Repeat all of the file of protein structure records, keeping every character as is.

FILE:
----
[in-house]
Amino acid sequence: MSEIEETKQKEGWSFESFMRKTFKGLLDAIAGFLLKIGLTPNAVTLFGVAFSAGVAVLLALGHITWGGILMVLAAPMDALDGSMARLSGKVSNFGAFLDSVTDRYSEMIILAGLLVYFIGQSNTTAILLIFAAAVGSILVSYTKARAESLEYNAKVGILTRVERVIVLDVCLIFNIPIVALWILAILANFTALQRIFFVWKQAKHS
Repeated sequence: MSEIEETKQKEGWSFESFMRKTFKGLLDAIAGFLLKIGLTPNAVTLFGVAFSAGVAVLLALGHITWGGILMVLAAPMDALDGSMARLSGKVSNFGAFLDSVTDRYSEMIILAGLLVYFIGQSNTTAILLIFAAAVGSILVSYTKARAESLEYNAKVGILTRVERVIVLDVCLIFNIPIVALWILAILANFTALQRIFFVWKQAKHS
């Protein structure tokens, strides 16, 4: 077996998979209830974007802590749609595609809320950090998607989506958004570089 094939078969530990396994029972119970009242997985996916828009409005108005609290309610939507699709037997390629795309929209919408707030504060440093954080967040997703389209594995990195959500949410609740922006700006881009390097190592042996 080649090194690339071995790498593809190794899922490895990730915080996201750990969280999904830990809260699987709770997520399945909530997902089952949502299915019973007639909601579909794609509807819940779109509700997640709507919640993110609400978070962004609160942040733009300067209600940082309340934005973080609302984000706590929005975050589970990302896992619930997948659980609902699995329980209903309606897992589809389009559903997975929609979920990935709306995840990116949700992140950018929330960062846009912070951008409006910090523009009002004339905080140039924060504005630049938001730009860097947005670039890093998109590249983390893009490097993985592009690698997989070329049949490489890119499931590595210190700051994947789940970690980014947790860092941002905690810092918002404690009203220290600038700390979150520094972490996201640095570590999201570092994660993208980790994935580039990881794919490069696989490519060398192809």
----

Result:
[in-house]
Amino acid sequence: MSEIEETKQKEGWSFESFMRKTFKGLLDAIAGFLLKIGLTPNAVTLFGVAFSAGVAVLLALGHITWGGILMVLAAPMDALDGSMARLSGKVSNFGAFLDSVTDRYSEMIILAGLLVYFIGQSNTTAILLIFAAAVGSILVSYTKARAESLEYNAKVGILTRVERVIVLDVCLIFNIPIVALWILAILANFTALQRIFFVWKQAKHS
Repeated sequence: MSEIEETKQKEGWSFESFMRKTFKGLLDAIAGFLLKIGLTPNAVTLFGVAFSAGVAVLLALGHITWGGILMVLAAPMDALDGSMARLSGKVSNFGAFLDSVTDRYSEMIILAGLLVYFIGQSNTTAILLIFAAAVGSILVSYTKARAESLEYNAKVGILTRVERVIVLDVCLIFNIPIVALWILAILANFTALQRIFFVWKQAKHS
């Protein structure tokens, strides 16, 4: 077996998979209830974007802590749609595609809320950090998607989506958004570089 094939078969530990396994029972119970009242997985996916828009409005108005609290309610939507699709037997390629795309929209919408707030504060440093954080967040997703389209594995990195959500949410609740922006700006881009390097190592042996 080649090194690339071995790498593809190794899922490895990730915080996201750990969280999904830990809260699987709770997520399945909530997902089952949502299915019973007639909601579909794609509807819940779109509700997640709507919640993110609400978070962004609160942040733009300067209600940082309340934005973080609302984000706590929005975050589970990302896992619930997948659980609902699995329980209903309606897992589809389009559903997975929609979920990935709306995840990116949700992140950018929330960062846009912070951008409006910090523009009002004339905080140039924060504005630049938001730009860097947005670039890093998109590249983390893009490097993985592009690698997989070329049949490489890119499931590595210190700051994947789940970690980014947790860092941002905690810092918002404690009203220290600038700390979150520094972490996201640095570590999201570092994660993208980790994935580039990881794919490069696989490519060398192809």